This brief sketch is not meant to show that the Schuman Plan necessarily makes for a neutral Europe. But it is important that Americans, for whom the outcome is of great moment, should not be blind to that possibility and above all that they should not take it for granted that the Plan necessarily moves the other way.


There is so much to be said about the economic potentialities of the Schuman Plan that this aspect of the question is better left until a more detailed product emerges. Whether the high aims of the Plan will be achieved--"the more rational distribution of production at the highest level of productivity . . . the fusion of markets and the expansion of production"--depends in the first instance on the detailed terms of the agreement.

Are the French prepared to expose their steel industry to substantial German competition? The question excites incredulity, yet that is the implicit or explicit assumption of those who take the Schuman Plan at its face value. It is supported by the official statements of the Plan. At the outset M. Schuman listed the trade barriers and discriminations that would be ended. The Monnet working paper published after the first week of negotiations says that the authority is "to set general rules designed to enable the price system to perform its real function." There are also some indications that the French industry may be in a stronger position than is generally supposed. There has been a substantial increase in French steel output while German capacity has been held down. Some of the new French plants are the most modern in Europe; there has been no significant moderization in Germany. The higher cost of production in France is due in part to the fact that the Germans charge a higher price for their export coal than for that sold domestically. In part the higher cost is due to higher wages and social security charges in France. The Plan would aim to "equalize" these, which must mean raising German wages or subsidizing the French producers. To the extent that these factors are effective, the Germans may be hesitant about too much competition, at least until they get more modern plants. On the other hand, the steel market inside France is tied up in price agreements aimed at protecting the least efficient producers. Many Frenchmen realize that their country would be stronger if these restraints on production and competition could be ended, or at least mitigated. Some of the authors of the Plan may be hoping that they have at last found a way to do this.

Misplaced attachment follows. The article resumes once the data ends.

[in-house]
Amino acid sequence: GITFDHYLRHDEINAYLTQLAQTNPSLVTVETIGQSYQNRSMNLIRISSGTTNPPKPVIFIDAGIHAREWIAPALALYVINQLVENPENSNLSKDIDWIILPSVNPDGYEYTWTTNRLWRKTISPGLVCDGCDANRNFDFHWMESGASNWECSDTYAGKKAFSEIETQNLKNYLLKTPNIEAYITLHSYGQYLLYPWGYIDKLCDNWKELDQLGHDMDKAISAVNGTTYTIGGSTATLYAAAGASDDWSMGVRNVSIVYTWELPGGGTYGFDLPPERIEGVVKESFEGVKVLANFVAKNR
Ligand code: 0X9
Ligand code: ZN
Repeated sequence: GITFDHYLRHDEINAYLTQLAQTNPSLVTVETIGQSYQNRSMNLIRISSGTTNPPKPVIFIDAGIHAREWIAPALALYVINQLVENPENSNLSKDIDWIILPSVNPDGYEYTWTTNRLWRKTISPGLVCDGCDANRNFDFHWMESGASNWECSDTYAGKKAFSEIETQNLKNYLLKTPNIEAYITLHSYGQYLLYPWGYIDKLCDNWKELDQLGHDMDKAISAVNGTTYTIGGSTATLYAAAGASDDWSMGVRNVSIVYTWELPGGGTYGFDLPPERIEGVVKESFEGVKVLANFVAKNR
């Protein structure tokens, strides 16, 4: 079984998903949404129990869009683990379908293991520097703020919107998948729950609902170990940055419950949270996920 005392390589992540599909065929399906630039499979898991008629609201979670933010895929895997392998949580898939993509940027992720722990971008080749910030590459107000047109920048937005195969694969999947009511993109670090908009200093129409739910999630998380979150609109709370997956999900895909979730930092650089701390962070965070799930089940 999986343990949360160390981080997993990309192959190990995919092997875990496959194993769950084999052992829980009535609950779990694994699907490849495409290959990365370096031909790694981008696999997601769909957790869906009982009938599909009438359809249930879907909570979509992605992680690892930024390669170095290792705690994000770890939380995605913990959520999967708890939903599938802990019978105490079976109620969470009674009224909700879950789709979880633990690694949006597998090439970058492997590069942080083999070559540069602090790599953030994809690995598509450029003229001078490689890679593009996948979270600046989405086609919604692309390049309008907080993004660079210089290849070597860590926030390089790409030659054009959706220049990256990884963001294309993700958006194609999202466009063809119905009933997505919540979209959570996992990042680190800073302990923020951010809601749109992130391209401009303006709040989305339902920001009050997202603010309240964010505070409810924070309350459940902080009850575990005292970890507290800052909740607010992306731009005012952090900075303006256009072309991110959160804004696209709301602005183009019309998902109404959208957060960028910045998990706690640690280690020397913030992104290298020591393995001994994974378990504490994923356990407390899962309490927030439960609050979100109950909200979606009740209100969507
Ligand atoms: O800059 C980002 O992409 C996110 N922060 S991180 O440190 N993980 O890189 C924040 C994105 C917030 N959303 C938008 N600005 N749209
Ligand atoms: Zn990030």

The widespread suspicion that the Schuman Plan will turn out to be a cartel, public or private, arises not only from the feeling that "skim milk masquerades as cream," but also from the fact that the history of European heavy industry offers little ground for supposing that a movement in this direction would be very dynamic or have a great appeal among industrialists, whatever their nationality. For some time conversations have been going on looking toward the resumption of restrictive arrangements, if not the full-fledged revival of the prewar cartel. (From the point of view of the French, Belgian and Luxembourg steel-makers this is a good time to begin because the Germans are weaker than they used to be.) Can an international board, instructed to pursue the public interest, impose competition on reluctant entrepreneurs?